Back to the certification process. When the states have certified their votes, the results are truly official. Let’s focus on those dates for the key states. Georgia certifies on November 20, Michigan on November 23, Nevada on November 24, Arizona on November 30, and Wisconsin on December 1. There is no deadline for Pennsylvania’s state certification.  

The critical question for worrywarts is when there will be a combination of certifications from these particular states to guarantee Biden has surpassed 270 electoral votes. 

Georgia is proceeding with a recount. That could push back its certification, which was scheduled for Friday. And Trump’s request of a recount in Wisconsin could postpone the Badger State’s December 1 certification. But Georgia state officials on Tuesday said they expected the recount to be done soon, perhaps as early as Wednesday. And that could allow for a certification on Friday. Still, Atlanta lawyer Lin Wood, a Trump backer, has filed a lawsuit to prevent Georgia’s certification and to throw out all absentee ballots. 

By November 30, Michigan, Nevada, and Arizona are supposed to be certified—though long-shot or unmerited legal actions mounted by Trump and his allies could interfere with those certifications. Official counts from these three states and Georgia would bring Biden up to 276 electoral votes. Over the top. With Pennsylvania and Wisconsin still to come. It would be time for the fretters to rest easy.

But there could be a sooner decision day. In Pennsylvania, counties have to send their tallies to the secretary of the commonwealth by November 23, and she is supposed to certify the results subsequently, but there is no deadline. That affirmation could come immediately. Say that happened the next day, Biden would possess enough certified electoral votes to win—presuming Georgia and Michigan had met their certification deadlines. And the American majority could stop anguishing. Yet here’s another wrinkle: the Pennsylvania certification could be delayed, under state law, if 100 voters go to a state court and claim the election was fraudulent.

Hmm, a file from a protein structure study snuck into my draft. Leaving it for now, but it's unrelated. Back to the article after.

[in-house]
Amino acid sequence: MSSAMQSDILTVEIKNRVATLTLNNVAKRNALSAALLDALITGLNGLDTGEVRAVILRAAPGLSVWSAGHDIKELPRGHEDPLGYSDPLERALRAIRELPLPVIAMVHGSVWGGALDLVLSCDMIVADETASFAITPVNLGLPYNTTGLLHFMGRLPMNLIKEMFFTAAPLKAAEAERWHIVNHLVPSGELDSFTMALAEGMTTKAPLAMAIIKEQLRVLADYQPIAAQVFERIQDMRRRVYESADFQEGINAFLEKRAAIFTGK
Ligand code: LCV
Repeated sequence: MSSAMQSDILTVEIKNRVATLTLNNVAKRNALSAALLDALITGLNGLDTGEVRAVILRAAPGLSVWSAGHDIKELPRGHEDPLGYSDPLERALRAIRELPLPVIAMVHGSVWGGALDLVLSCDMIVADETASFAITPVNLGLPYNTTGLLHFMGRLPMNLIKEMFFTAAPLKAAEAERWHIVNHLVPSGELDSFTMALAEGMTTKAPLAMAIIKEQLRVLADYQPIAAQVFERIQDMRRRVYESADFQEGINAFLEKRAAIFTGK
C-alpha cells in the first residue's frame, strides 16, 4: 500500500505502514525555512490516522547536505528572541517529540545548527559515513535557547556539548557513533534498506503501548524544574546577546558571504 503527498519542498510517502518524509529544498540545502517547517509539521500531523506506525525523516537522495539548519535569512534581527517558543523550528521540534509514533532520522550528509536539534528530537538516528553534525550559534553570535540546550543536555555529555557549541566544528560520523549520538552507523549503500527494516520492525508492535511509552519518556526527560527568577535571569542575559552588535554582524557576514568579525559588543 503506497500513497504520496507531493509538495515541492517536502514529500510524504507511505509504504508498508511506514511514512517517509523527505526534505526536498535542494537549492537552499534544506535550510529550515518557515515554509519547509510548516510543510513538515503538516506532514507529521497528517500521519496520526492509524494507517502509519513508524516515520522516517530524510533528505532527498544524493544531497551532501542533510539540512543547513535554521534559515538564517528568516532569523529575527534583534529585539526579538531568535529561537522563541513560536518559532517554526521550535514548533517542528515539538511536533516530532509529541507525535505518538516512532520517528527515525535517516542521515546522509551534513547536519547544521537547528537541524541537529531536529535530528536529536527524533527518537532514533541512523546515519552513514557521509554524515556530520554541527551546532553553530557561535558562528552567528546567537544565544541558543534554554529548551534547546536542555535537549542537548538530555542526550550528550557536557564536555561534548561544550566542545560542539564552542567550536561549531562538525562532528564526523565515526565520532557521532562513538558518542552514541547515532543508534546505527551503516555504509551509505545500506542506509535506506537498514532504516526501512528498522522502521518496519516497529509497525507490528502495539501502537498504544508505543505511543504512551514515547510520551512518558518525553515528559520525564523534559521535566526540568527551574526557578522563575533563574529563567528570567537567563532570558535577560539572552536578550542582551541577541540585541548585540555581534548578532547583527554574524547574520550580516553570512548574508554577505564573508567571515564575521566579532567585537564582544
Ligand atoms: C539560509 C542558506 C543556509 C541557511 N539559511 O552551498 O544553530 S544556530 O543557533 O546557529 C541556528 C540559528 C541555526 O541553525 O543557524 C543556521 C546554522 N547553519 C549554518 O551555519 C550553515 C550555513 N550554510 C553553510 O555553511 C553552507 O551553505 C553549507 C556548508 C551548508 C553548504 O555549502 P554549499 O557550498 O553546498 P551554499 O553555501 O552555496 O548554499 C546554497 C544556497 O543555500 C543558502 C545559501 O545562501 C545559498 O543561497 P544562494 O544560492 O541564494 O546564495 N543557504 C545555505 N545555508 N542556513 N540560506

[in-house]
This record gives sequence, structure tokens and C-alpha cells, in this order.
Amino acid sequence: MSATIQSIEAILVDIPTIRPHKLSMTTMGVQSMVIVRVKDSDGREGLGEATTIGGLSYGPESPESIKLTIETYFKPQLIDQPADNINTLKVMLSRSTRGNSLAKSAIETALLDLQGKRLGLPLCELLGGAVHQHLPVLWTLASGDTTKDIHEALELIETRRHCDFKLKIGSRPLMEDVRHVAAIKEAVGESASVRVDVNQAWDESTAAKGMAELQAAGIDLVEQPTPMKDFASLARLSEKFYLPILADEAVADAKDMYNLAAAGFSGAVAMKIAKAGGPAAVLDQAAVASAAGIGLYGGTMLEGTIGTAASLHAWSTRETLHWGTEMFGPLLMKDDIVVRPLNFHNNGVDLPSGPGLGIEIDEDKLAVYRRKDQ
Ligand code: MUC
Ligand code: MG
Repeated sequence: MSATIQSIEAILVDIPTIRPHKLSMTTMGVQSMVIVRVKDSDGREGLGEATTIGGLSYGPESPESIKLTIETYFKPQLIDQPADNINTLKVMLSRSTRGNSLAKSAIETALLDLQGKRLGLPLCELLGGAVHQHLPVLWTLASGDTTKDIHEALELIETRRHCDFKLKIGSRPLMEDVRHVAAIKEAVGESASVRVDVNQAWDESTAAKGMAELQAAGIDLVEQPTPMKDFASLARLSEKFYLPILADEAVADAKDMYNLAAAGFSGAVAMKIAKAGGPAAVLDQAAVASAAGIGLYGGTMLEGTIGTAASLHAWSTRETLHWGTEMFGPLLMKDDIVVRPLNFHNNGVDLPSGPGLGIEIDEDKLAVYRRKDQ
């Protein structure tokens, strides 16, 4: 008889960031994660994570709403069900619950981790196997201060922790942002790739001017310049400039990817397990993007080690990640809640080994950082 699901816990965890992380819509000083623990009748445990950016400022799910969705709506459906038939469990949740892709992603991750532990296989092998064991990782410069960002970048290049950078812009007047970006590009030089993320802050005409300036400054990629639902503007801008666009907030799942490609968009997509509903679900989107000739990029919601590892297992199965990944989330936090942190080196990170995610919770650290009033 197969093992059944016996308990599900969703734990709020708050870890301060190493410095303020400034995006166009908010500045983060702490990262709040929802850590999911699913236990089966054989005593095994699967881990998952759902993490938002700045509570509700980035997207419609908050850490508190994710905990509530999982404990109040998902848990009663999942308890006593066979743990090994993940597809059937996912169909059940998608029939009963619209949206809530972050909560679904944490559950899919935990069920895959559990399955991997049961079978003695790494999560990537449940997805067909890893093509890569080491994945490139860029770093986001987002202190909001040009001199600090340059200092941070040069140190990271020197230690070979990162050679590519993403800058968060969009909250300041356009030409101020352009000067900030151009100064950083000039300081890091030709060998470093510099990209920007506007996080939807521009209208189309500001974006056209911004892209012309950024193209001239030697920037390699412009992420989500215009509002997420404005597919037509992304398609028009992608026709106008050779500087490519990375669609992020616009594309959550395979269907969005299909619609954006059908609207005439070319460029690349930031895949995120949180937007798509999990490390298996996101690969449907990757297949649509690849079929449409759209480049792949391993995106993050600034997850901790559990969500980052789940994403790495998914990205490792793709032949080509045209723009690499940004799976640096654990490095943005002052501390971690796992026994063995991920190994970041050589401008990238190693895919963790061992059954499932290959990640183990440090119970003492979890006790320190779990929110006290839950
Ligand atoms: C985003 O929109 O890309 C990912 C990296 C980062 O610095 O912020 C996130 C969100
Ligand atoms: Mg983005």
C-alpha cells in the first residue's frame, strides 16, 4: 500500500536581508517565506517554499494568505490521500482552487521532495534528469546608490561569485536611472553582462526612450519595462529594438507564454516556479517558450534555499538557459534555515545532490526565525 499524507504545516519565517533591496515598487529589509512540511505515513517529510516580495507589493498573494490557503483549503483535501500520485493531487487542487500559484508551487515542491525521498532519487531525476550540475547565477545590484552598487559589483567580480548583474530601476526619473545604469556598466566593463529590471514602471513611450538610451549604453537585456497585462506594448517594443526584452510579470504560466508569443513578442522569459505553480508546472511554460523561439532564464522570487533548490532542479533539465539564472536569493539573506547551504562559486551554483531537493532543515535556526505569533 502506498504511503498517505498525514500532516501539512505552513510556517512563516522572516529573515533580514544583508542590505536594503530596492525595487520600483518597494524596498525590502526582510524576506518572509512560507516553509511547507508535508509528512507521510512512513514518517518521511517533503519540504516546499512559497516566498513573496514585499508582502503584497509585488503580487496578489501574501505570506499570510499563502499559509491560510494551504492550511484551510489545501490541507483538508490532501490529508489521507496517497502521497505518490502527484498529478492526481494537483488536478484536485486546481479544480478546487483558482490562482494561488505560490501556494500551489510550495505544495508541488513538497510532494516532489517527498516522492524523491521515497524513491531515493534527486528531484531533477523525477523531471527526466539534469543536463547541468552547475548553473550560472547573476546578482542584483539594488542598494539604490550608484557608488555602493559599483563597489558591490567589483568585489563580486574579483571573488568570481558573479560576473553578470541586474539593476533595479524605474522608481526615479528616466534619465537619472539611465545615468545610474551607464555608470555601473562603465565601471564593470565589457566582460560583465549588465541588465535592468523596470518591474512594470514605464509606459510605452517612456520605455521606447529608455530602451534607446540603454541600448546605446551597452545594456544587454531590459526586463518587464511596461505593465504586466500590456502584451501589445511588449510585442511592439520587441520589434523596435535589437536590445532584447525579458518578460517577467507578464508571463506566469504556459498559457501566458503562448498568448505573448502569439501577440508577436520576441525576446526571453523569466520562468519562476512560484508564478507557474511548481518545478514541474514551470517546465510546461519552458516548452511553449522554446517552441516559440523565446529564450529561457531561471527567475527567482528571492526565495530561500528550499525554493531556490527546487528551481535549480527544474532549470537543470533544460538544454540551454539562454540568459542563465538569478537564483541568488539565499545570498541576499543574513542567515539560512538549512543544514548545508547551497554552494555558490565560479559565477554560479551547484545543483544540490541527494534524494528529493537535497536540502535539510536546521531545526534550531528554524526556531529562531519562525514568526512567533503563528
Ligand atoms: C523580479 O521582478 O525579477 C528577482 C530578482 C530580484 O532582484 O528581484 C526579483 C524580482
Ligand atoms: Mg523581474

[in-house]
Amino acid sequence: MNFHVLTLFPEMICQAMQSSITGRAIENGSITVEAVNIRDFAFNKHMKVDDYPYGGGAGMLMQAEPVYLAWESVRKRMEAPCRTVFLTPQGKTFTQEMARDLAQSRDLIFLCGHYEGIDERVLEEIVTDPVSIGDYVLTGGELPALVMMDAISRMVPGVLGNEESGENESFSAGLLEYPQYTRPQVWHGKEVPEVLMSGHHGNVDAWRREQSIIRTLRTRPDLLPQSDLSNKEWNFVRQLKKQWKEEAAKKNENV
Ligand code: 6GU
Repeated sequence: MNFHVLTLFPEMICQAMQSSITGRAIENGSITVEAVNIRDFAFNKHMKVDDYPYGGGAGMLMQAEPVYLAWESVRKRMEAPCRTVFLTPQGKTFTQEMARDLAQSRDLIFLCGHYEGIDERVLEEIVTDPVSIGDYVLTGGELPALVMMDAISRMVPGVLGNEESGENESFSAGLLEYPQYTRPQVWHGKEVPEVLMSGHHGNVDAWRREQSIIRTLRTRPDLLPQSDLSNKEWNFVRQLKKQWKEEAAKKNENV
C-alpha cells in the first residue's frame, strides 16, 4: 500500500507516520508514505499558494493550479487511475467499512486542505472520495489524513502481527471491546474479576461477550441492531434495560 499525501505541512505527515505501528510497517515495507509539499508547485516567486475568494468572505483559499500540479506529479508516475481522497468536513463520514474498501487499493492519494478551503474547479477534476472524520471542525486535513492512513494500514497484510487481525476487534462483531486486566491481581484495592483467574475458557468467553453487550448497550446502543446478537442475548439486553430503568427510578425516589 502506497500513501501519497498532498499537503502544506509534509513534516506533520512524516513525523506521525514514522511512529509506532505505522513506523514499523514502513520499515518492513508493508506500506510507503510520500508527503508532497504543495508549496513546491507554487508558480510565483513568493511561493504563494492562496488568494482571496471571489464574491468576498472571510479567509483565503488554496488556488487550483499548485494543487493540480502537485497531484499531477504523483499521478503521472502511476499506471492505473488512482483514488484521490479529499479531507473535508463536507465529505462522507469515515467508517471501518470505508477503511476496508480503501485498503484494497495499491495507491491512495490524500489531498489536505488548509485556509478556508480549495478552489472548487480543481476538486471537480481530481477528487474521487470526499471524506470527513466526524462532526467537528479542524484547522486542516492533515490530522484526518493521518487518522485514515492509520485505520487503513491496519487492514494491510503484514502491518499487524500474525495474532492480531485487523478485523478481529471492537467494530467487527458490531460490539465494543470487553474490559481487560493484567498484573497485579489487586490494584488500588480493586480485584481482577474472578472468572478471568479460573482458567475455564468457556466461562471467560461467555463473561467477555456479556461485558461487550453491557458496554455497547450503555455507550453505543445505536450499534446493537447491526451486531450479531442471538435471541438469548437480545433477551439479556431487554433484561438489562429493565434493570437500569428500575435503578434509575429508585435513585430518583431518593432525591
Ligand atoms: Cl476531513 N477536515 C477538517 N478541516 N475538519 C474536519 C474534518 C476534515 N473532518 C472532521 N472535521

So with Trump still endeavoring to muck up the process, there is no telling which certification deadlines will be met. Given that his spurious lawsuits have generally been tossed out of various courts, these deadlines could be unaffected. But it could be a week or two—or more—before there will be a clear picture of what certifications are happening when.

Ultimately, states are supposed to finalize their electors by December 8. That should or could be the final deadline—when all official certifications are resolved. Yet it’s possible that Trump shenanigans could interfere with this.

Of course, at any point, Trump could acknowledge reality, concede (with or without grace), and cease the disruptions. That does not seem probable. Anxiety, thus, could well continue until next month, or beyond. The damage being wrought by Trump’s assault on the election, though, extends beyond the inducement of uncertainty. Every day that goes by with Trump challenging and defying the results deepens his assault on American democracy and is another day lost in the fight to prevent the pandemic from claiming more American lives. Trump may never concede. But there presumably will come a moment when the official results are finalized. Thanks to the crazy-quilt election system and Trump’s ongoing tantrum, the nation just doesn’t yet know that date.